Modest swings in high temperatures can increase mortality risk

Medication taken by the elderly may disrupt sweat production and cause their body temperatures to soar to unhealthy levels.

By — Posted April 23, 2012

Print  |   Email  |   Respond  |   Reprints  |   Like Facebook  |   Share Twitter  |   Tweet Linkedin

Extended heat waves, with sudden spikes in temperature that may last for more than a week, can be deadly, particularly for the elderly, whose bodies often do not respond to changes in temperature as well as younger people, health officials say.

But even the day-to-day fluctuations of summer temperatures above and below what is average for an area might shorten the life expectancy of older patients with chronic diseases, a recent study shows.

For every 1 degree Celsius increase in the day-to-day change in an area's average summer temperature, the death risk of the elderly with chronic conditions rose between 2.8% and 4%, depending on an individual's medical condition, according to the 24-year study published online April 9 in Proceedings of the National Academy of Sciences.

The study assessed year-to-year variations in the summer temperatures of 135 U.S. cities.

“People adapt to the usual temperatures in their city. … But people do not adapt as well to increased fluctuations around the usual temperature,” said senior author Joel Schwartz, PhD. He also is professor of environmental epidemiology at the Harvard School of Public Health in Boston.

Fluctuating summer temperatures can add stress to the heart and other organs as the body tries to regulate its internal temperature, said internist Gary Rogg, MD, assistant professor and assistant director of the Dept. of Medicine at Montefiore Medical Center in New York.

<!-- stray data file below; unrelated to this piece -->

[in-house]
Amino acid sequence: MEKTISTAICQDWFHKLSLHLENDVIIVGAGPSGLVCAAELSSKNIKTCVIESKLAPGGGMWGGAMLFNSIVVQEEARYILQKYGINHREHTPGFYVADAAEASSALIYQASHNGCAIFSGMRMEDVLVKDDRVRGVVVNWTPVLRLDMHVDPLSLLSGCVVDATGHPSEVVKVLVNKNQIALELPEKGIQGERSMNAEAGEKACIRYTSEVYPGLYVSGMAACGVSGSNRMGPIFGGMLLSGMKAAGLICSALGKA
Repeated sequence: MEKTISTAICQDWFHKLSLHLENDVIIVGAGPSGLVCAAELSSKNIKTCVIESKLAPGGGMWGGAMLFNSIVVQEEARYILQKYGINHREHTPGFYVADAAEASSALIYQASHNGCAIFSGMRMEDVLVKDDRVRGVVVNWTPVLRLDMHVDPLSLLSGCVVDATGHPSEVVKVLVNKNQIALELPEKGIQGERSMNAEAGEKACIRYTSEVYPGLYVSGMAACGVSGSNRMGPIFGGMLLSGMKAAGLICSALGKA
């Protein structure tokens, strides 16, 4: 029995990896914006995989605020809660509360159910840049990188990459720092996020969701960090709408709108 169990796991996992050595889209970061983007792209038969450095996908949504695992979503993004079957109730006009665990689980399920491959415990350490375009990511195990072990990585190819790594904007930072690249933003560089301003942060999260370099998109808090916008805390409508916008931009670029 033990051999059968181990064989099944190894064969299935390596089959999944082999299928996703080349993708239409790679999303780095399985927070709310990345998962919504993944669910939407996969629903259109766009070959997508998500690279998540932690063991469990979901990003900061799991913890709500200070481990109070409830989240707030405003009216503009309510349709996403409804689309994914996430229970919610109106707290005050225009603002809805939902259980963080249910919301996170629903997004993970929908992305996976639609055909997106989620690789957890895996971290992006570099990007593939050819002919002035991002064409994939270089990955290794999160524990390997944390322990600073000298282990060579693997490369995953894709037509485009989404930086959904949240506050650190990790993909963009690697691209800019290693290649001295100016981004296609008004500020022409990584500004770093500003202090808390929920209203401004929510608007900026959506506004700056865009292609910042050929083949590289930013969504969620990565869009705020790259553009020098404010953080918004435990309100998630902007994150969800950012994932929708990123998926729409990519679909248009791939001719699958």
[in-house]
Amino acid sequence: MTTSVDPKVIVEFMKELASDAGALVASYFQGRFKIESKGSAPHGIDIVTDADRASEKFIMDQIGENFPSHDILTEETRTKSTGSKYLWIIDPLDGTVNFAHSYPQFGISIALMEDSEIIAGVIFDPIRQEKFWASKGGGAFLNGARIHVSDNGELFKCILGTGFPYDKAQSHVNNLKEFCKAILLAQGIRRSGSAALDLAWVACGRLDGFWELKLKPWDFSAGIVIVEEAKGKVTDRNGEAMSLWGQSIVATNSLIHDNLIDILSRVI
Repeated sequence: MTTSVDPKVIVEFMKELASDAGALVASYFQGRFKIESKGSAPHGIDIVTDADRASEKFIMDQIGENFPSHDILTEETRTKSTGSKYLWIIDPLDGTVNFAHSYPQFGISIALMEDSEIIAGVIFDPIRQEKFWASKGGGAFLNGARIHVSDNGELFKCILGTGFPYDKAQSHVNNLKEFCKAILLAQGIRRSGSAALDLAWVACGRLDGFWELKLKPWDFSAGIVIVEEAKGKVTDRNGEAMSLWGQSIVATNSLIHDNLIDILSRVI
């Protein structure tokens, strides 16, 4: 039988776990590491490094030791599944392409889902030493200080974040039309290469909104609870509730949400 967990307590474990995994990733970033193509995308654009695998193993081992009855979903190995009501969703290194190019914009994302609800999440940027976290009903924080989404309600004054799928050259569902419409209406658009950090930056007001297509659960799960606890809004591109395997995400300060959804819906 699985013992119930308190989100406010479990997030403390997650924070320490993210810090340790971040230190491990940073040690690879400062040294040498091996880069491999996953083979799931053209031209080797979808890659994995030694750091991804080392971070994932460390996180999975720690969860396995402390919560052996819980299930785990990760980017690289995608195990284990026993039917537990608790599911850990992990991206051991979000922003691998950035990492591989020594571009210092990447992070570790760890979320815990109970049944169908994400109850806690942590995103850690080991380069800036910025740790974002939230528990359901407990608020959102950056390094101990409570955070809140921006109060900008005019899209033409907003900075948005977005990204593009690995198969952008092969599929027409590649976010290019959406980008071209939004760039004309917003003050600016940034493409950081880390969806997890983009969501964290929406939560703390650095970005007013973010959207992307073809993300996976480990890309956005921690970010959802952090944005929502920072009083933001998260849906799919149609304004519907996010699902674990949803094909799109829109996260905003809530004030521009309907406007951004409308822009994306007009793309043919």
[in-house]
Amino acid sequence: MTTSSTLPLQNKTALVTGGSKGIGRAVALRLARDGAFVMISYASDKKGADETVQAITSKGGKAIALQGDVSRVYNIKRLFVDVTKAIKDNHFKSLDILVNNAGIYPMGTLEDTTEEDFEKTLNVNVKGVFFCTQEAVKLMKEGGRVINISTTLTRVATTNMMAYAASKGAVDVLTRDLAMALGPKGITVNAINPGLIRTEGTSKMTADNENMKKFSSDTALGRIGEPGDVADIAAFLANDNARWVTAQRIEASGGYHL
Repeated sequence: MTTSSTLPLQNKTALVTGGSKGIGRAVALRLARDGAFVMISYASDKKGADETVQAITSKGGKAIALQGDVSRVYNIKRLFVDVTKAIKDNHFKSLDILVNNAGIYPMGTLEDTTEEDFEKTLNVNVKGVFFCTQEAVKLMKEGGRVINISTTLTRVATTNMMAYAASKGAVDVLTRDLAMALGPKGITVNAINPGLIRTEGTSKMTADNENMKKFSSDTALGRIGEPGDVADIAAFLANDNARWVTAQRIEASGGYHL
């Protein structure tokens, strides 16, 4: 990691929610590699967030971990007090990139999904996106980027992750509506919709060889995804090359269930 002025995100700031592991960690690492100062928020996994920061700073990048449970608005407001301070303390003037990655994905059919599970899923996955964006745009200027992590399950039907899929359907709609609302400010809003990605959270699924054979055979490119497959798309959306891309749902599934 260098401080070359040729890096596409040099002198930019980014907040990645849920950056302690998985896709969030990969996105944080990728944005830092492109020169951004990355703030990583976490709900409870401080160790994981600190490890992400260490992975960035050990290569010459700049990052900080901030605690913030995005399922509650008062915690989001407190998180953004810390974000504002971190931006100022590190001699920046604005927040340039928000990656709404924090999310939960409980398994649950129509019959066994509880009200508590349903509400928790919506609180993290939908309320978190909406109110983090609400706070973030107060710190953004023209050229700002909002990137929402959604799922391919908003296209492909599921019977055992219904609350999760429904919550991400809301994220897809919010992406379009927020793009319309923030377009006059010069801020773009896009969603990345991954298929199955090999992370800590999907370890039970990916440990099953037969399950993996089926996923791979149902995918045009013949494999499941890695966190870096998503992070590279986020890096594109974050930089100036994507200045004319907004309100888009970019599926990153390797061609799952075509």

That process is further complicated among the elderly, who often take medication, such as beta blockers, that can impede sweat production and cause the body temperature to rise to unhealthy levels, said Georges Benjamin, MD, executive director of the American Public Health Assn.

“The effect of temperature patterns on long-term mortality has not been clear to this point,” said lead study author, Antonella Zanobetti, PhD. “We found that, independent of heat waves, high day-to-day variability in summer temperatures shortens life expectancy.” Zanobetti is a senior research scientist in the Dept. of Environmental Health at the Harvard School of Public Health.

Many scientists predict that temperature variability will become more common as carbon dioxide and other pollutants continue collecting in the Earth's atmosphere and trapping the sun's heat.

Data show that the average global temperature has increased at the fastest rate in recorded history during the past 50 years.

“We know that the Earth is continuing to get warmer, and there are a compilation of health issues that we're concerned about,” Dr. Benjamin said.

Between January and March, the average temperature of 42 degrees Fahrenheit in the contiguous United States was 6 degrees higher than the long-term average for this period, according to the National Oceanic and Atmospheric Administration.

March alone featured the warmest temperatures on record for that month since the agency began tracking the temperature in 1895.

For the Proceedings of the National Academy of Sciences study, researchers used Medicare data from 1985 to 2006 to follow the long-term health of 3.7 million chronically ill people older than 65 who lived in 135 U.S. cities. After adjusting for ozone levels within each city, they found that the years when the summer temperature swings were higher had more elevated death rates than the years with smaller fluctuations.

Risk increase factors

Mortality risk was highest for people with diabetes (4%) followed by those who had a previous myocardial infarction (3.8%), patients with chronic lung disease (3.7%) and those with heart failure (2.8%).

Based on those increases in mortality risk, the researchers estimate that greater summer temperature fluctuations in the U.S. could result in more than 10,000 additional deaths each year.

The mortality risk was as much as 2% higher for those living in poverty and for blacks, data show. Green space in cities lowered people's mortality risk.

These findings, “combined with the increasing age of the population, the increasing prevalence of chronic conditions and possible increases in temperature fluctuations due to climate change, means that this public health problem is likely to grow in importance in the future,” Schwartz said.